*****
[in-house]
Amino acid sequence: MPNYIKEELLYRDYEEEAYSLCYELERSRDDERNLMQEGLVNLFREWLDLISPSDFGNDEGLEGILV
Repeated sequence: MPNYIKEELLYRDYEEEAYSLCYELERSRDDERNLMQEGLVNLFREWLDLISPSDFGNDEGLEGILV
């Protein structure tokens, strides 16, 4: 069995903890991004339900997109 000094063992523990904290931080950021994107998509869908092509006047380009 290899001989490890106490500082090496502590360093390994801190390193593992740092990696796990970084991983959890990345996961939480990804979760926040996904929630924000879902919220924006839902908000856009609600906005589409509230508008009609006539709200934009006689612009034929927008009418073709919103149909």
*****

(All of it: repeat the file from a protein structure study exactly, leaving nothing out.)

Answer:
[in-house]
Amino acid sequence: MPNYIKEELLYRDYEEEAYSLCYELERSRDDERNLMQEGLVNLFREWLDLISPSDFGNDEGLEGILV
Repeated sequence: MPNYIKEELLYRDYEEEAYSLCYELERSRDDERNLMQEGLVNLFREWLDLISPSDFGNDEGLEGILV
């Protein structure tokens, strides 16, 4: 069995903890991004339900997109 000094063992523990904290931080950021994107998509869908092509006047380009 290899001989490890106490500082090496502590360093390994801190390193593992740092990696796990970084991983959890990345996961939480990804979760926040996904929630924000879902919220924006839902908000856009609600906005589409509230508008009609006539709200934009006689612009034929927008009418073709919103149909």